Corporate energy efficiency awareness on rise
In just a few years, Ellwood City-based Appalachian Lighting Systems added its energy-efficient, LED lights to Pittsburgh International Airport, the Allegheny County Jail and the streets of Ontario, Canada.
Company President David McAnally expects more government agencies and commercial enterprises, faced with rising electricity costs, to switch to energy-efficient lighting.
“Every watt of electricity you don't have to generate, it's a huge savings,” McAnally said.
Companies that manufacture energy-efficient products in Western Pennsylvania say customers are going green to save some green.
People turn to Energy Swing Windows in Murrysville for windows that will save them money on heating bills, said owner Don Darragh.
“That's always been an important concept and a value proposition that we've given to people,” said Darragh, who began manufacturing windows in 2000 with energy efficiency in mind. “Windows are one thing you can buy that pay for themselves.”
Darragh's company installs the windows it manufactures. The type of glass, the window design and the careful installation add to the savings, he said, noting that his natural gas bill dropped 37 percent when he installed the windows in his home a few years ago.
Bayer MaterialScience manufactures building materials that can greatly improve energy efficiency, whether they're used in new construction or a renovation, said Kim McDonald, a marketing manager for the company.
The company produces several types of insulation, including a spray polyurethane foam, that can help seal buildings, as well as sealants and adhesives that fill gaps where heat can escape.
“If your building is not well-insulated, you might as well leave all your windows open and heat the neighborhood,” McDonald said.
Bayer produces an alternative to glass — polycarbonate glazing — that provides the aesthetics of glass but is vastly more energy efficient, McDonald said.
The LED lighting Appalachian Lighting produces is about 80 percent more efficient than traditional bulbs and gives the look of daylight, McAnally said.
“Lighting was pretty much the last bastion of old technology. It goes back 100 years. It was very inefficient, just a very poor use of energy,” McAnally said. “With LED lighting, we're able to give the same levels or better quality levels of lightning to the facility at a fraction of the energy usage.”
The lights last longer, which saves on maintenance costs, he added.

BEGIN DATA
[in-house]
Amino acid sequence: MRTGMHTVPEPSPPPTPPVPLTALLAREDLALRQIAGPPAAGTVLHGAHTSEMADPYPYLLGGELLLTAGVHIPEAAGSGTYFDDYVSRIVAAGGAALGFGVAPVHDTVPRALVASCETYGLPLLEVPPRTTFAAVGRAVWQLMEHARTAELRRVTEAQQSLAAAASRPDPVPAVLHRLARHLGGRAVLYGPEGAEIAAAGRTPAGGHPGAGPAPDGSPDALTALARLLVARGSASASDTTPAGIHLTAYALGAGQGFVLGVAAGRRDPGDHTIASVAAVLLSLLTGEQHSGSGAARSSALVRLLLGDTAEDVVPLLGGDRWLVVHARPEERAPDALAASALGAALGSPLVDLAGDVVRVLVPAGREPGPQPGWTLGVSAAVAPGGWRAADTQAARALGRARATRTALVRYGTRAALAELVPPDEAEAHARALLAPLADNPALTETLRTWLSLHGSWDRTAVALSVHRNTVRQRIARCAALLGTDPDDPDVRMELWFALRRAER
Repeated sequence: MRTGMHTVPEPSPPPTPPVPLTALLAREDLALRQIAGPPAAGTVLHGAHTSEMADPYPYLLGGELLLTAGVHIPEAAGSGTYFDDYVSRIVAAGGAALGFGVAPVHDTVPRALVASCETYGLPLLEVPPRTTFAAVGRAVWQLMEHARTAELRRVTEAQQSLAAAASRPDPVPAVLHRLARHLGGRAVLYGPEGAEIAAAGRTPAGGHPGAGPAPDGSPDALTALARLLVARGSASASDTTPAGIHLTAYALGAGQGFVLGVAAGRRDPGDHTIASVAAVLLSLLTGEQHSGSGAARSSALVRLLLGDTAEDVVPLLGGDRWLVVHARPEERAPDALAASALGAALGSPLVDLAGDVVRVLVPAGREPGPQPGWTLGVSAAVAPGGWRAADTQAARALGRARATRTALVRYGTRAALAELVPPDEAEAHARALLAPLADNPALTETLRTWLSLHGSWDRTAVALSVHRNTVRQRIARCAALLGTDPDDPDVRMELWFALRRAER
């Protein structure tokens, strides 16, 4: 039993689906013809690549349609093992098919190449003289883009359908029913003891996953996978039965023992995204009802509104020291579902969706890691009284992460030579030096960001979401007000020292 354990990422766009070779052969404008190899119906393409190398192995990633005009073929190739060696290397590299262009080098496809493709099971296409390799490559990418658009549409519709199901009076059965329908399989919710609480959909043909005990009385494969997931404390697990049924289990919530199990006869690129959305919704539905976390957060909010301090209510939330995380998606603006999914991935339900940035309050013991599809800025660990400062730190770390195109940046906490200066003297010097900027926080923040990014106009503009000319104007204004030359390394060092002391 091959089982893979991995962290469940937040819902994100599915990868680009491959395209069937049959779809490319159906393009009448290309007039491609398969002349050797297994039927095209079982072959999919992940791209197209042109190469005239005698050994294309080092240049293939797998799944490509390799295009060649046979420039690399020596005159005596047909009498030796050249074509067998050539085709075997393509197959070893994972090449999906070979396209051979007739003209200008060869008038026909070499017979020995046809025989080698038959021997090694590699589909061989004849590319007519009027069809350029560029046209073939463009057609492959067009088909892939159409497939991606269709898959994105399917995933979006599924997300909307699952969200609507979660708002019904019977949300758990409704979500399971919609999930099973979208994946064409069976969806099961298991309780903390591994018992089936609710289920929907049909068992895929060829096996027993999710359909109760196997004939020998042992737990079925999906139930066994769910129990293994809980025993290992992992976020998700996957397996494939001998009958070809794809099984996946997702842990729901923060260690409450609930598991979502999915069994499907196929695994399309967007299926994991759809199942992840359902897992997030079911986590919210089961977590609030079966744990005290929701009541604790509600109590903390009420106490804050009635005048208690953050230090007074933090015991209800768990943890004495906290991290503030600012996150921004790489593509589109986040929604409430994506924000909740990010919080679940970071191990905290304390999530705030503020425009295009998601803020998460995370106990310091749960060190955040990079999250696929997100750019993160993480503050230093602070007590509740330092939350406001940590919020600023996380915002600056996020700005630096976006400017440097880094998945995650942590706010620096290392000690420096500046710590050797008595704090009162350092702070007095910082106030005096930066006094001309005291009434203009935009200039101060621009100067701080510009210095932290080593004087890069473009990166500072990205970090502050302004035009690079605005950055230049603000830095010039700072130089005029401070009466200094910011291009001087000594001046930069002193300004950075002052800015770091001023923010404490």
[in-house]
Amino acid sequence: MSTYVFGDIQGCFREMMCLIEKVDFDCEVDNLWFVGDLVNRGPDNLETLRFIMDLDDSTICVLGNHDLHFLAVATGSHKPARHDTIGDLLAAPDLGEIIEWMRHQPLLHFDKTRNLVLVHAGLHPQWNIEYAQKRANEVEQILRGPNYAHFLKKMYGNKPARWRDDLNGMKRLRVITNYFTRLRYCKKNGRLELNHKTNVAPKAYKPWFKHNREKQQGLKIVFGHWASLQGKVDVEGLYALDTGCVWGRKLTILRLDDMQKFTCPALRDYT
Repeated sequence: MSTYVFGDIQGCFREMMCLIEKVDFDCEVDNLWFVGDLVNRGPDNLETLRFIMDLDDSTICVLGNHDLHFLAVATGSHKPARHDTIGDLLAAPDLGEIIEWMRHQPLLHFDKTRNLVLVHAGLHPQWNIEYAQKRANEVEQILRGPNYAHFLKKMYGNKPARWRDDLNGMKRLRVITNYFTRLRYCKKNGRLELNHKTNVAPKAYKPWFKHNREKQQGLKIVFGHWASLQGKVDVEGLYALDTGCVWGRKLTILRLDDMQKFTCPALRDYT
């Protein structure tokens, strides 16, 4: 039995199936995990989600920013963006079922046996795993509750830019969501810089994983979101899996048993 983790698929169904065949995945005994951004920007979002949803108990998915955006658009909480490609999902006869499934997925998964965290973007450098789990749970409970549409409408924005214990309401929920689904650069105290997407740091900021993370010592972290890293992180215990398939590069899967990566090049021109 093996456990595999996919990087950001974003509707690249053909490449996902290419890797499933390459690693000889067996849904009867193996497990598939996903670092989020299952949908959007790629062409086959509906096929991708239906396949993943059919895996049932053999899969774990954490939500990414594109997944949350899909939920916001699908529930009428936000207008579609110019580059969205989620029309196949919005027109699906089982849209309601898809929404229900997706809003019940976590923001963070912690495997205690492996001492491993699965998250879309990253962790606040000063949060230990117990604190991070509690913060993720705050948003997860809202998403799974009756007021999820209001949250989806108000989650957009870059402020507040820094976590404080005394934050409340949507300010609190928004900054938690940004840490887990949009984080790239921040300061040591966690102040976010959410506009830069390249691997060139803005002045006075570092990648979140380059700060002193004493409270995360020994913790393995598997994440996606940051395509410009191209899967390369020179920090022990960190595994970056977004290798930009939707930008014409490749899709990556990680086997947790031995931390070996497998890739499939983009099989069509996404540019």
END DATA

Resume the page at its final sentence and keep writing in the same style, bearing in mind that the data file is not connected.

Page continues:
Saving energy is important, given the gadgets people use today.
“This type of lighting can help to offset the additional usage we've started to get accustomed to over the last couple of years,” McAnally said.
Jennifer Reeger is a staff writer for Trib Total Media. She can be reached at 724-836-6155 or firstname.lastname@example.org.
Show commenting policy
TribLive commenting policy
You are solely responsible for your comments and by using TribLive.com you agree to our Terms of Service.
We moderate comments. Our goal is to provide substantive commentary for a general readership. By screening submissions, we provide a space where readers can share intelligent and informed commentary that enhances the quality of our news and information.
While most comments will be posted if they are on-topic and not abusive, moderating decisions are subjective. We will make them as carefully and consistently as we can. Because of the volume of reader comments, we cannot review individual moderation decisions with readers.
We value thoughtful comments representing a range of views that make their point quickly and politely. We make an effort to protect discussions from repeated comments either by the same reader or different readers.
We follow the same standards for taste as the daily newspaper. A few things we won't tolerate: personal attacks, obscenity, vulgarity, profanity (including expletives and letters followed by dashes), commercial promotion, impersonations, incoherence, proselytizing and SHOUTING. Don't include URLs to Web sites.
We do not edit comments. They are either approved or deleted. We reserve the right to edit a comment that is quoted or excerpted in an article. In this case, we may fix spelling and punctuation.
We welcome strong opinions and criticism of our work, but we don't want comments to become bogged down with discussions of our policies and we will moderate accordingly.
We appreciate it when readers and people quoted in articles or blog posts point out errors of fact or emphasis and will investigate all assertions. But these suggestions should be sent via e-mail. To avoid distracting other readers, we won't publish comments that suggest a correction. Instead, corrections will be made in a blog post or in an article.
- 8th-grader gets venture capital for inexpensive Braille-printer
- As banking goes mobile, branch closures rip through local economy
- Decoding mutual funds jargon
- No more room on iPad? You’ll need to trim some of that fat
- Taxpayer clinics fill IRS void
- Employers prepare for demographic shift
- Kennametal plans plant closings, job cuts in fallout from oil and gas decline
- Cheap gas lets small business dream big
- Milk industry swats back at ‘anti-dairy’ trend
- Natural gas industry buys share of Super Bowl spotlight
- MSA Safety products in demand to protect workers in dangerous jobs